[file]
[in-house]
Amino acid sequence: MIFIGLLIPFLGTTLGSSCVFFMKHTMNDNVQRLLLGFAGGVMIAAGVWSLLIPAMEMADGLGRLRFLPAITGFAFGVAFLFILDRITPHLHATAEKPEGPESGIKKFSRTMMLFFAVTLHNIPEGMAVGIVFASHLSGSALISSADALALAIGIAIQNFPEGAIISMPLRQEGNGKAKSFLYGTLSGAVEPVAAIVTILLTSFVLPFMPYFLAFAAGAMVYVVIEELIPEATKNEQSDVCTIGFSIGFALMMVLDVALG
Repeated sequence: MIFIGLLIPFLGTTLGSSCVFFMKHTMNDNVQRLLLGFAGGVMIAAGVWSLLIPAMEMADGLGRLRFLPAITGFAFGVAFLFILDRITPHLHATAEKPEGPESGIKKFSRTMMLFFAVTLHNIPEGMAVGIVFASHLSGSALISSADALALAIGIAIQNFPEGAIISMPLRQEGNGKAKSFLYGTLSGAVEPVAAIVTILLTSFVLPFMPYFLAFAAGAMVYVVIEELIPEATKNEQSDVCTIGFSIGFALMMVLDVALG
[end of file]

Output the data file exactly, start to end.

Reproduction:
[in-house]
Amino acid sequence: MIFIGLLIPFLGTTLGSSCVFFMKHTMNDNVQRLLLGFAGGVMIAAGVWSLLIPAMEMADGLGRLRFLPAITGFAFGVAFLFILDRITPHLHATAEKPEGPESGIKKFSRTMMLFFAVTLHNIPEGMAVGIVFASHLSGSALISSADALALAIGIAIQNFPEGAIISMPLRQEGNGKAKSFLYGTLSGAVEPVAAIVTILLTSFVLPFMPYFLAFAAGAMVYVVIEELIPEATKNEQSDVCTIGFSIGFALMMVLDVALG
Repeated sequence: MIFIGLLIPFLGTTLGSSCVFFMKHTMNDNVQRLLLGFAGGVMIAAGVWSLLIPAMEMADGLGRLRFLPAITGFAFGVAFLFILDRITPHLHATAEKPEGPESGIKKFSRTMMLFFAVTLHNIPEGMAVGIVFASHLSGSALISSADALALAIGIAIQNFPEGAIISMPLRQEGNGKAKSFLYGTLSGAVEPVAAIVTILLTSFVLPFMPYFLAFAAGAMVYVVIEELIPEATKNEQSDVCTIGFSIGFALMMVLDVALG